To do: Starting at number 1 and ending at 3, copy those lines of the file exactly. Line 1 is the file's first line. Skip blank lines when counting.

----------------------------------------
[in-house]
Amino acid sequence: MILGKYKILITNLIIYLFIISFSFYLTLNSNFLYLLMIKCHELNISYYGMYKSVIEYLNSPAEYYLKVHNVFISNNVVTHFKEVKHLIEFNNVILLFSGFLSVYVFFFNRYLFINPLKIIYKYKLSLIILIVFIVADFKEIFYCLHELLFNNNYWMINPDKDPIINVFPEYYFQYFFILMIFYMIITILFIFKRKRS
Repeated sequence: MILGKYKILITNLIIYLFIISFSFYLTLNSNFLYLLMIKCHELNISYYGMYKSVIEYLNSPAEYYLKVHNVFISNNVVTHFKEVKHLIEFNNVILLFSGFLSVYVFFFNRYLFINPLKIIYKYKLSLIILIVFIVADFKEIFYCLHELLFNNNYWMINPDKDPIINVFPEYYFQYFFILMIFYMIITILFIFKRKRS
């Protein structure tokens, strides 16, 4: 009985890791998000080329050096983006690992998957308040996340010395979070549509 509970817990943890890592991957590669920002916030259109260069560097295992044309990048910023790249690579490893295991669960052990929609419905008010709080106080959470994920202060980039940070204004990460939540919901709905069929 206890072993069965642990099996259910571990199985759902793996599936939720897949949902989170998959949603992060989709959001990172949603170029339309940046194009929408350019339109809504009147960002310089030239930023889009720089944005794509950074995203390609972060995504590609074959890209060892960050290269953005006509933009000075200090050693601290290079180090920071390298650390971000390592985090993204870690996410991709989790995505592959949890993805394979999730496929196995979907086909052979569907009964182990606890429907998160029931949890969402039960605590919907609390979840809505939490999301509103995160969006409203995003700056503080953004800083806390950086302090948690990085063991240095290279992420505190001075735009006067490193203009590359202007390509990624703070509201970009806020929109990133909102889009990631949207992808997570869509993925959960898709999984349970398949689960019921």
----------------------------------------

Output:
[in-house]
Amino acid sequence: MILGKYKILITNLIIYLFIISFSFYLTLNSNFLYLLMIKCHELNISYYGMYKSVIEYLNSPAEYYLKVHNVFISNNVVTHFKEVKHLIEFNNVILLFSGFLSVYVFFFNRYLFINPLKIIYKYKLSLIILIVFIVADFKEIFYCLHELLFNNNYWMINPDKDPIINVFPEYYFQYFFILMIFYMIITILFIFKRKRS
Repeated sequence: MILGKYKILITNLIIYLFIISFSFYLTLNSNFLYLLMIKCHELNISYYGMYKSVIEYLNSPAEYYLKVHNVFISNNVVTHFKEVKHLIEFNNVILLFSGFLSVYVFFFNRYLFINPLKIIYKYKLSLIILIVFIVADFKEIFYCLHELLFNNNYWMINPDKDPIINVFPEYYFQYFFILMIFYMIITILFIFKRKRS